Since the loss of our beautiful brown eyed boy Jacob at 20 years of age after a short 13 month battle with Ewing’s Sarcoma, I have made a promise to myself that I live out the rest of my life in ways that would make him proud. I talk about him often and own the bad days and the tears. I am proud of the tears because it means I have loved and lost. No one knows how they are going to handle the grief of losing a child. I’m not sure if I’m doing it right – if there is a wrong or right way. But I just know it’s the right way for me. It is as individual as DNA and a thumbprint. Unique to that person.
I’m not sure if it has been long enough since we’ve lost Jacob to say we’ve picked up any ‘grief rituals.’ We’ve really just muddled through his first Heavenly birthday, Christmas and 1st angelversary without him in the spanning of 12 short months. No one really knows how we will cope – we just do what we do cause it’s our way and it feels right for us. But there are some things that I’ve started to do that you could call a ‘grief ritual.’ I am more grateful for everyday I’m blessed with, to be alive when it is denied to so many, I’m learning to ‘smile’ again – see miracles in life everyday, we get Jacob out of his cardboard box as his life size cut out at every family function to know that he’s physically there with us all to have photos taken with, we scatter a little bit of his ashes at favourite holiday beaches and places he’s never even been to but was planning to go one day, his sister Rach and her boyfriend Adam will be taking him on Route 66 at the end of the year – a place he dreamed of going with his best friend Chris, we ring his bell outside at family get-togethers making sure everyone has a drink in hand to give him a toast. I’m sure we’ll come up with more ‘grief rituals’ over time.
I remember doing one of those quizzes on Facebook finding out which side of the brain I work on more. As if it was scientific fact that this quiz was at all correct it revealed that I used the right side of my brain more than the left which controlled instinct, art, emotion, imagination, memory, creativity and music. Since losing Jacob I have rediscovered my creative side of my brain which gladly needed tweaking and awakening as the feeling of grief and loss tends to leave you pretty numb and unresponsive to finding new things to get you through the day. I have been able to create so many beautiful and meaningful projects to honour the feelings of losing Jacob. Some of the creations were created by all the good emotions guided by all the wonderful memories and moments of his life and others were created by the all negativity and sadness that comes hand in hand with grief of losing a child. But the total amount of effort for the all the pieces of artwork regardless of what emotion that was driving force behind the creation was equal. We have his memorial bar outside with a plaque on it saying ‘capturing the chaos and creativity in Heaven on film.’ A couple of permanent markers are on the bar so people can write him a message, it’s the one time graffiti is allowed. I am using Jacob’s camera still to capture the world through his eyes, keeping us connected by what I see through the lens of his camera.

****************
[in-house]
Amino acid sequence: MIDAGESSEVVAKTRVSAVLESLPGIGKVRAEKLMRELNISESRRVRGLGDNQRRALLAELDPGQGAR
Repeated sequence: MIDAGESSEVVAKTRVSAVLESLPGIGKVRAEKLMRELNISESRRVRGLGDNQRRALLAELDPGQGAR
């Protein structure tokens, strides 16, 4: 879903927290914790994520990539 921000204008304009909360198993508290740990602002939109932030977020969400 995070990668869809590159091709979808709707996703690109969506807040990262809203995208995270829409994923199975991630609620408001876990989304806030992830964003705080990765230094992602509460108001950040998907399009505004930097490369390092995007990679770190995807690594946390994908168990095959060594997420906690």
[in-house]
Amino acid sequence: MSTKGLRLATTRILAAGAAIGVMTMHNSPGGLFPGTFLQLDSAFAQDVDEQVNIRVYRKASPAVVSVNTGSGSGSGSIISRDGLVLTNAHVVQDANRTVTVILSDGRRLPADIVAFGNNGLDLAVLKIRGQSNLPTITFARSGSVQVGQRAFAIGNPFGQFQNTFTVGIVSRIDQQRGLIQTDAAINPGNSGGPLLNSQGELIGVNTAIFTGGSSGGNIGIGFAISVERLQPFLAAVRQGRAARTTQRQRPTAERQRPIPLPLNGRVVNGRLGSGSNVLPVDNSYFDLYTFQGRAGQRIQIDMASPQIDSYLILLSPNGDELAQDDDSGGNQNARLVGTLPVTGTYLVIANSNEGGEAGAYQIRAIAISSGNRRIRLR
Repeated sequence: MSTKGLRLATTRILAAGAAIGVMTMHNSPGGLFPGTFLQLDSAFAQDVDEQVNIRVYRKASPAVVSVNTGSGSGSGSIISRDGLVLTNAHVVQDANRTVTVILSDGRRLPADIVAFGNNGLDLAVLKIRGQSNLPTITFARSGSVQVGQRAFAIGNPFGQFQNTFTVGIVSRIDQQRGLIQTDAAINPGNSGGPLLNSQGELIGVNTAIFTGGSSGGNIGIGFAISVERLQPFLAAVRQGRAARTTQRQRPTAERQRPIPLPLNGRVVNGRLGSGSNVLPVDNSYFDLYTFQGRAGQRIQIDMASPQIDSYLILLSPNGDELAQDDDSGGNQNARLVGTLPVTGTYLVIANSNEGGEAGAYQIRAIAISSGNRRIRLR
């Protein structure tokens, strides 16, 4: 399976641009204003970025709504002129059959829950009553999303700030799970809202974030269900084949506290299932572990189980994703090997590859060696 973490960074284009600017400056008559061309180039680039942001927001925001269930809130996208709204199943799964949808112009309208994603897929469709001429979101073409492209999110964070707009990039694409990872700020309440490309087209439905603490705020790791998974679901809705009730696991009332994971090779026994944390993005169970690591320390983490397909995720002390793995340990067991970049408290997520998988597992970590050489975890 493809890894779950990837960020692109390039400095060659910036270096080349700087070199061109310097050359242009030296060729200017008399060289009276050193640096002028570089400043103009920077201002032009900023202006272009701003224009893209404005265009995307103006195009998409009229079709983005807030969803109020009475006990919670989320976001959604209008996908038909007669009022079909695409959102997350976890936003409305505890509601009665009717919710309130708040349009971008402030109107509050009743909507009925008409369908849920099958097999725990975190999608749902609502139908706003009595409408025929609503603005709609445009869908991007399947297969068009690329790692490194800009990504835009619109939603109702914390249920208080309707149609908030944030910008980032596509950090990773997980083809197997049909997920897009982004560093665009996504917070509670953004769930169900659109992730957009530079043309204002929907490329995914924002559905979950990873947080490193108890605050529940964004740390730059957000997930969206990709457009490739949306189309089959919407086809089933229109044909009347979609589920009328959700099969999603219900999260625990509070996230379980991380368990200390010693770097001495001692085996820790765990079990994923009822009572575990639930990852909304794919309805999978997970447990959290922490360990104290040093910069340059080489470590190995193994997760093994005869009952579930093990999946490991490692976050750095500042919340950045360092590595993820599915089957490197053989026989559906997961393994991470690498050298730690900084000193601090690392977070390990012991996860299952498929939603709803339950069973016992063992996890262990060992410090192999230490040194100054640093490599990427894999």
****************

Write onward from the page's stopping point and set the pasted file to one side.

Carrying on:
I guess I could say the words in my blog that I continue to write that are dedicate to Jacob are my creative heartworks too. I write from the heart as stories of memories, love and grief. ‘Creativity is the way I share my soul with the world…’ and the soul always knows what to do to heal itself. When completing an online course for bereaved parents I had to think of a tangible object to personify grief. Grief to me is like an onion, I peel back the layers, I forgive the past, I let it go. I feel the gratitude flow. I am slowly peeling off many layers of me to find myself. This is a more suitable way for me to view my grief in a tangible form – the humble vegetable that grows deep dark underground and alone – the onion. The best pick of the onion lies above the ground in the long green stems that grow and reach for the warmth of the sun. We too need to reach for the things that warms our heart in times of grief and our tears as we cut through the onion can also help with personal growth for the good days and the one’s we’d give anything not to feel the way we do.
I’m quite ok with thinking like Shrek – ‘onions have layers, ogres have layers.’ We all have layers.